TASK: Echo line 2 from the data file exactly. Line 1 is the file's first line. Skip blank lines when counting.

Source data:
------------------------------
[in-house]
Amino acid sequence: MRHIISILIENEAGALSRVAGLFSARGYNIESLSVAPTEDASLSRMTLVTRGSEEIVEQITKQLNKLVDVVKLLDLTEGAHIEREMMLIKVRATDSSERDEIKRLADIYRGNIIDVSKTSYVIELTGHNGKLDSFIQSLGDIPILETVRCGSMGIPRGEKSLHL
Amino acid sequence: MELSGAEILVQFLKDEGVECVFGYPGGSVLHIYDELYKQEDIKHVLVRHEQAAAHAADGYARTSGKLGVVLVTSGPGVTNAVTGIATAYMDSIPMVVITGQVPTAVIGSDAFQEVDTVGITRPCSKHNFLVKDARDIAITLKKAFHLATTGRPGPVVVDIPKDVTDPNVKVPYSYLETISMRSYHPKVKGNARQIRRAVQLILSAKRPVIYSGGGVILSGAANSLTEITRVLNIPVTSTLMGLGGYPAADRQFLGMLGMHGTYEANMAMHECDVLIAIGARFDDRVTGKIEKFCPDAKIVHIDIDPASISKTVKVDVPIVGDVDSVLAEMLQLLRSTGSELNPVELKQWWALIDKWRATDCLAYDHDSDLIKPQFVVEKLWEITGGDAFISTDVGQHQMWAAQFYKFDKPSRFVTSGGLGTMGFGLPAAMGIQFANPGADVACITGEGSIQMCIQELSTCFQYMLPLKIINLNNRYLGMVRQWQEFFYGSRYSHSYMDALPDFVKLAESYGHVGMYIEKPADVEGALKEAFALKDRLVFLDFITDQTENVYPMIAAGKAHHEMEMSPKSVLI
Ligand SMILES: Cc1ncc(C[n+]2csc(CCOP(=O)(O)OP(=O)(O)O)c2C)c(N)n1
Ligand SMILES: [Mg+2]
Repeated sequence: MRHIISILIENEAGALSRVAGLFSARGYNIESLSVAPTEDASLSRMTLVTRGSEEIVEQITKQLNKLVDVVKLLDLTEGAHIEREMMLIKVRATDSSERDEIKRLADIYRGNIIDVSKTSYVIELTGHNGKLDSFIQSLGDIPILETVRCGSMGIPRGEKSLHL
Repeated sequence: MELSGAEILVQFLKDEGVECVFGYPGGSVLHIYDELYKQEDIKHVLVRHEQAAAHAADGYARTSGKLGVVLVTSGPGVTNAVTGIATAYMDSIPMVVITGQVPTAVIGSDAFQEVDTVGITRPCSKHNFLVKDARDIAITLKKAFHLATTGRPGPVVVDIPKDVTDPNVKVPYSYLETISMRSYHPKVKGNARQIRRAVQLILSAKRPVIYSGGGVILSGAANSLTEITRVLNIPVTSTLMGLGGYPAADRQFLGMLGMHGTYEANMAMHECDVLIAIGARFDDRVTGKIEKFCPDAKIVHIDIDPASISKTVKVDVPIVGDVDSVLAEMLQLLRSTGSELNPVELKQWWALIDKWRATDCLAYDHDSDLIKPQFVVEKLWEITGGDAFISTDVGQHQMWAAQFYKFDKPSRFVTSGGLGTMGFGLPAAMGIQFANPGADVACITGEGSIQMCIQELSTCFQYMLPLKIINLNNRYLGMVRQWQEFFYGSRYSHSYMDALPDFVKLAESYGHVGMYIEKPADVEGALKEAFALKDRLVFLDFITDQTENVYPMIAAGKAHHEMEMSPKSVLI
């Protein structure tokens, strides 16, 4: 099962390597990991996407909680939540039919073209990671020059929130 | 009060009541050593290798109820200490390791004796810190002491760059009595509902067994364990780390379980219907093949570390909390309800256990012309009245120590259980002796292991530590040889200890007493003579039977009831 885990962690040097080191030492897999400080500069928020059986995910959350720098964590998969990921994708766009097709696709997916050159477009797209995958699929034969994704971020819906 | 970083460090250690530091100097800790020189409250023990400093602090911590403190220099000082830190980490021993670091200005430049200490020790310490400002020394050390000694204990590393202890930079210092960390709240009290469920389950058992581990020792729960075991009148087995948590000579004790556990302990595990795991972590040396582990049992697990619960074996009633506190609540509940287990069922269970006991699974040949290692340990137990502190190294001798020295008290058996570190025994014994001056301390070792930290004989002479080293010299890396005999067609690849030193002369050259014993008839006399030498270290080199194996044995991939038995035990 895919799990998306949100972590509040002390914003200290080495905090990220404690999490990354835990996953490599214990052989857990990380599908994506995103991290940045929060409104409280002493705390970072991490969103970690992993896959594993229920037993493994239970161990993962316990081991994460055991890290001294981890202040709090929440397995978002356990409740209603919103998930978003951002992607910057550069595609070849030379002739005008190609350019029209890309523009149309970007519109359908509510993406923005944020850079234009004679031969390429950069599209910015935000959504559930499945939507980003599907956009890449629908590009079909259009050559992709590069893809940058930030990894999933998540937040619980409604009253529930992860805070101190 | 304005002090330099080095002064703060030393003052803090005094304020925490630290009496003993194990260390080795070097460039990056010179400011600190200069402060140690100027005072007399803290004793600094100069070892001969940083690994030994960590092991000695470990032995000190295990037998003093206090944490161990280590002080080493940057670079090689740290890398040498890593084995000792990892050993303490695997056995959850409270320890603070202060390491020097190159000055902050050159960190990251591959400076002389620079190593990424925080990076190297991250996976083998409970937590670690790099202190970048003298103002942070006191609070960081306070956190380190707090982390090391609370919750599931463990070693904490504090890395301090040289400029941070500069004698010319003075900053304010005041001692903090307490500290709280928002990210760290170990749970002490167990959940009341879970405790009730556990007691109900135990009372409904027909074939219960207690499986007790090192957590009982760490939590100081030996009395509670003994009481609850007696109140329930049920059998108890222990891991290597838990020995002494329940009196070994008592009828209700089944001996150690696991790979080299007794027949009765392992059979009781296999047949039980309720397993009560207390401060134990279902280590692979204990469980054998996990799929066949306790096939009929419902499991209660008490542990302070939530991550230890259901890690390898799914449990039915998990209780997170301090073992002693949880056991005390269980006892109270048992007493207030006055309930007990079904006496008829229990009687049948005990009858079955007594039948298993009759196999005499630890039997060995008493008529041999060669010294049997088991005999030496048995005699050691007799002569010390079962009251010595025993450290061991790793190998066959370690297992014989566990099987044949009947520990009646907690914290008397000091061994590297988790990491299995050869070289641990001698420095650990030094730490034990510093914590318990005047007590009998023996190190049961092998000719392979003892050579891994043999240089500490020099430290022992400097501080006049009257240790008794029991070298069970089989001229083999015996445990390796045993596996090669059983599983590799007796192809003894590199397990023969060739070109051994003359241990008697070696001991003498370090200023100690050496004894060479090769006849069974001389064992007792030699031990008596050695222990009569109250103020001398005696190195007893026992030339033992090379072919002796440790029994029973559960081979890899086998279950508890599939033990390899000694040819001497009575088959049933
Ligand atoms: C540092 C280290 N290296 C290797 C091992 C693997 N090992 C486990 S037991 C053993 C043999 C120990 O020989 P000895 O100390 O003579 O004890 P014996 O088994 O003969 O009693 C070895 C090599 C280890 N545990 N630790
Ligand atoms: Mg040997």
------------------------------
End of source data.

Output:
Amino acid sequence: MRHIISILIENEAGALSRVAGLFSARGYNIESLSVAPTEDASLSRMTLVTRGSEEIVEQITKQLNKLVDVVKLLDLTEGAHIEREMMLIKVRATDSSERDEIKRLADIYRGNIIDVSKTSYVIELTGHNGKLDSFIQSLGDIPILETVRCGSMGIPRGEKSLHL